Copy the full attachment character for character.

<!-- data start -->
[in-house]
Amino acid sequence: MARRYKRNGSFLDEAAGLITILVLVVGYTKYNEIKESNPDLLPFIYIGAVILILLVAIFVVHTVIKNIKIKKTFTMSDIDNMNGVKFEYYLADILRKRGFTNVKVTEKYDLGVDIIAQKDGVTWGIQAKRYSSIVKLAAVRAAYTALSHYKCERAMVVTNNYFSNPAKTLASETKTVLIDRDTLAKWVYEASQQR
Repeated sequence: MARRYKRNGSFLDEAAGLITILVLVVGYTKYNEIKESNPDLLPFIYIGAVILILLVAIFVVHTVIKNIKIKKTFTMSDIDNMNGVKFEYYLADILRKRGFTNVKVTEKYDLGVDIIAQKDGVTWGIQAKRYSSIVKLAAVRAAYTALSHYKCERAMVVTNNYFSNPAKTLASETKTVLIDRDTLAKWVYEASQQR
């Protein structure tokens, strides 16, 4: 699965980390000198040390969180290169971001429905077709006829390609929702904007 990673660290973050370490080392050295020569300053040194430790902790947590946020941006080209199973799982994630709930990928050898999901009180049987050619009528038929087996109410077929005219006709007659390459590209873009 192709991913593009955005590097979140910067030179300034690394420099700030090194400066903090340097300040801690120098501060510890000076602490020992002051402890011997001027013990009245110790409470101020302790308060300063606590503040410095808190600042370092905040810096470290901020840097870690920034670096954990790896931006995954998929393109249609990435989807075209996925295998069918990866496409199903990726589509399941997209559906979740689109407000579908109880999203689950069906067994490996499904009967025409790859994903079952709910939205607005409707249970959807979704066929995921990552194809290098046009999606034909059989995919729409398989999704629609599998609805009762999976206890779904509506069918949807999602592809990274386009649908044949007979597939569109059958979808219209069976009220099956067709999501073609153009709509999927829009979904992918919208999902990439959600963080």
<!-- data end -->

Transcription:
[in-house]
Amino acid sequence: MARRYKRNGSFLDEAAGLITILVLVVGYTKYNEIKESNPDLLPFIYIGAVILILLVAIFVVHTVIKNIKIKKTFTMSDIDNMNGVKFEYYLADILRKRGFTNVKVTEKYDLGVDIIAQKDGVTWGIQAKRYSSIVKLAAVRAAYTALSHYKCERAMVVTNNYFSNPAKTLASETKTVLIDRDTLAKWVYEASQQR
Repeated sequence: MARRYKRNGSFLDEAAGLITILVLVVGYTKYNEIKESNPDLLPFIYIGAVILILLVAIFVVHTVIKNIKIKKTFTMSDIDNMNGVKFEYYLADILRKRGFTNVKVTEKYDLGVDIIAQKDGVTWGIQAKRYSSIVKLAAVRAAYTALSHYKCERAMVVTNNYFSNPAKTLASETKTVLIDRDTLAKWVYEASQQR
């Protein structure tokens, strides 16, 4: 699965980390000198040390969180290169971001429905077709006829390609929702904007 990673660290973050370490080392050295020569300053040194430790902790947590946020941006080209199973799982994630709930990928050898999901009180049987050619009528038929087996109410077929005219006709007659390459590209873009 192709991913593009955005590097979140910067030179300034690394420099700030090194400066903090340097300040801690120098501060510890000076602490020992002051402890011997001027013990009245110790409470101020302790308060300063606590503040410095808190600042370092905040810096470290901020840097870690920034670096954990790896931006995954998929393109249609990435989807075209996925295998069918990866496409199903990726589509399941997209559906979740689109407000579908109880999203689950069906067994490996499904009967025409790859994903079952709910939205607005409707249970959807979704066929995921990552194809290098046009999606034909059989995919729409398989999704629609599998609805009762999976206890779904509506069918949807999602592809990274386009649908044949007979597939569109059958979808219209069976009220099956067709999501073609153009709509999927829009979904992918919208999902990439959600963080």